On the women’s side, South Korea is in a similar spot with six players among the top 15 of the women’s rankings. The US has exactly four players currently in the top 15 (Jessica Korda is barely in as she is ranked No. 15).

In the men’s tournament, 18 golfers who competed in Rio also would be eligible for Tokyo, including gold-medal winner Justin Rose and silver medallist Henrik Stenson. For the women, gold, silver and bronze medallists Inbee Park, Lydia Ko and Shanshan Feng would be among 31 golfers playing a second time.

The last player into the men’s field at the moment would be Germany’s Maxmillian Kieffer, who ranks 271st in the World Ranking. The odd person who would be out is Finland’s Kalle Samooja, who is ranked 285st.

The last player in the women’s field would be New Zealand’s Munchin Keh, ranked 422nd. The first alternate among the women would be Finland’s Noora Komulainen (448th).

Mind you, there are still 11 months to go with plenty of time for player movement.

Alternates are the next highest ranked golfers from their respective countries who would be ranked high enough overall to qualify.
* – competed in the 2016 Olympics in Rio

Argentina (2)
Emiliano Grillo*
Nelson Ledesma

Australia (2)
Adam Scott
Jason Day
Replacements: Marc Leishman, Cameron Smith, Brendan Jones, Lucas Herbert, Matt Jones

Austria (2)
Bernd Wiesberger*
Sepp Straka
Alternate: Matthias Schwab

Belgium (2)
Thomas Pieters*
Thomas Detry
Alternate: Nicolas Colsaerts*

Canada (2)
Adam Hadwin
Corey Conners
Alternates: Mackenzie Hughes, Roger Sloan, Nick Taylor

Chile (1)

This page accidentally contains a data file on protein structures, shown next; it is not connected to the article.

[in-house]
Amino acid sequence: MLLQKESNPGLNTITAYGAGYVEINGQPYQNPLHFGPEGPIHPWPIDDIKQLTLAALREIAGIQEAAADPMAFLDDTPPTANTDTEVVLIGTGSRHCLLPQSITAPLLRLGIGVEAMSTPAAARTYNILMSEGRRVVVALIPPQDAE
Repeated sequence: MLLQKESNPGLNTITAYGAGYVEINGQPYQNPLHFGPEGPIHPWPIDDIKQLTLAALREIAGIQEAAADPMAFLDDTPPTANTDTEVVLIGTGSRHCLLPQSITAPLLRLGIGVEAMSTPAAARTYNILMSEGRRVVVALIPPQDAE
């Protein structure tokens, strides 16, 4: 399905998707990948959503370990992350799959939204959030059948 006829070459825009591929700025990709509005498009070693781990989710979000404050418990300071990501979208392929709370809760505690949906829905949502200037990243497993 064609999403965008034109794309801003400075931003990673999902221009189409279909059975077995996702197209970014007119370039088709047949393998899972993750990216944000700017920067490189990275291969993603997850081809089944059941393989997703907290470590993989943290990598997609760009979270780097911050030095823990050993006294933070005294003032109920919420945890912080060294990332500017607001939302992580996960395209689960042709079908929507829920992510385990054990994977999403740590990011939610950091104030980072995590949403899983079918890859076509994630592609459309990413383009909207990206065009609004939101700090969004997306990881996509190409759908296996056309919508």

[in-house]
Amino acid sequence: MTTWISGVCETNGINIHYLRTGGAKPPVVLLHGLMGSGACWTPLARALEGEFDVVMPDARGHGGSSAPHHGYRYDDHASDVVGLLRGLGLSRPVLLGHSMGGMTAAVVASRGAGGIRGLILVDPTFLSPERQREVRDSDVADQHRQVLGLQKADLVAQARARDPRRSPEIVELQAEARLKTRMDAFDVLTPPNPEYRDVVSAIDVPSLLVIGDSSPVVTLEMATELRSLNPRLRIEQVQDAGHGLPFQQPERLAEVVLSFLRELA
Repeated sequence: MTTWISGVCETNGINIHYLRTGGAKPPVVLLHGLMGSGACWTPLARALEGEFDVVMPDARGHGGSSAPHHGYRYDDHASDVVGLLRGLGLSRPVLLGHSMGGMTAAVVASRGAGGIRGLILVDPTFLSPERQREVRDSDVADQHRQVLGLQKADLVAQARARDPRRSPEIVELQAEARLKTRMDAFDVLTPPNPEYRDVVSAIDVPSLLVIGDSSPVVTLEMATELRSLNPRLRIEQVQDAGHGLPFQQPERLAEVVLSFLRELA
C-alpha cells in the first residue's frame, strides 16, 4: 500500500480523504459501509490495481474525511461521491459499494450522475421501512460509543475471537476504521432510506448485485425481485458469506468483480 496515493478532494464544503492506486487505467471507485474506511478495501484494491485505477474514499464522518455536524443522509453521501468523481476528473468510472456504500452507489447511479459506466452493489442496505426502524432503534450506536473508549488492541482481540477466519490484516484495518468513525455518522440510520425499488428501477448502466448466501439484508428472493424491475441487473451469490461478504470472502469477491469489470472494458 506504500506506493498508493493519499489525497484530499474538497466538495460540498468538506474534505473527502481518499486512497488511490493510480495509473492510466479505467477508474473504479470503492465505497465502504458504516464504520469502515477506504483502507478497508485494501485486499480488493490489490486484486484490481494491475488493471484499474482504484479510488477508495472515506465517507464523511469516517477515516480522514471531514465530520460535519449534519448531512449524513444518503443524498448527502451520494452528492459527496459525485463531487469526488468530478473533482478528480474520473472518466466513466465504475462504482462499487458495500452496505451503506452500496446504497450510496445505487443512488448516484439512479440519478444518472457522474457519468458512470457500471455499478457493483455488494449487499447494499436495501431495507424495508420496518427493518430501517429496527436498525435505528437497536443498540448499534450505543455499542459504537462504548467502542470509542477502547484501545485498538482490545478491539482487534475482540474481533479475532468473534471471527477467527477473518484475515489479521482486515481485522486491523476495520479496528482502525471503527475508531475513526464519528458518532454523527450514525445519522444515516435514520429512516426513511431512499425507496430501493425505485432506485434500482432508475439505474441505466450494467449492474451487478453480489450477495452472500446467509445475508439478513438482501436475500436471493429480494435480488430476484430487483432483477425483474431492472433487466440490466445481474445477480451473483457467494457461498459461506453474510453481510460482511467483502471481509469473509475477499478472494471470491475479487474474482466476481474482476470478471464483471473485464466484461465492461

Joaquin Niemann

China (2)
Haotong Li*
Xinjun Zhang
Alternate: Ashun Wu*

Chinese Taipei (1)
C.T. Pan*

Colombia (1)
Sebastián Muñoz

Denmark (2)
Lucas Bjerregaard
Thorbjørn Olesen*
Alternate: Joachim B Hansen

Finland (1)
Mikko Korhonen
Replacement: Kalle Samooja

France (2)
Michael Lorenzo-Vera
Benjamin Hebert
Alternates: Romain Langasque, Victor Perez, Alexander Levy, Antoine Rozner, Robin Roussel

Germany (2)
Martin Kaymer*
Maxmillian Kieffer

Great Britain (2)
Justin Rose*
Tommy Fleetwood
Alternates: Paul Casey, Matt Wallace, Matthew Fitzpatrick, Eddie Pepperell, Tyrrell Hatton

India (2)
Shubhankar Sharma
Gaganjeet Bhullar

Ireland (2)
Rory McIlroy
Shane Lowry
Replacements: Graeme McDowell, Paul Dunne

Italy (2)
Francesco Molinari
Andrea Pavan
Alternates: Guido Migliozzi

Japan (2)*
Hideki Matsuyama
Shugo Imahira
Alternates: Satoshi Kodaira, Yuta Ikeda*, Masahiro Kawamura, Ryuko Tokimatsu, Yuki Inamori

Malaysia (1)
Gavin Kyle Green*

Mexico (2)
Abraham Ancer
Carlos Ortiz

The Netherlands (2)
Joost Luiten*
Darius Van Driel

New Zealand (2)
Ryan Fox*
Danny Lee*

Norway (2)
Kristoffer Ventura
Viktor Hovland

Paraguay (1)
Fabrizio Zanotti*

Portugal (1)
Ricardo Santos

Slovakia (1)
Rory Sabbatini

South Africa (2)
Louis Oosthuizen
Justin Harding
Alternates: Branden Grace, Erik van Rooyen, JC Ritchie, Shaun Norris, Dylan Frittelli

South Korea (2)
Byeong Hun An*
Sungjae Im
Alternates: Sung Kang, Si Woo Kim, Sanghyun Park, Jung-gon Hwang, Hyungjoon Lee

Spain (2)
Jon Rahm
Rafa Cabrera Bello*
Alternates: Sergio Garcia*, Jorge Campillo, Adrian Otaegui, Adri Arnaus, Ignacio Elvira Mijares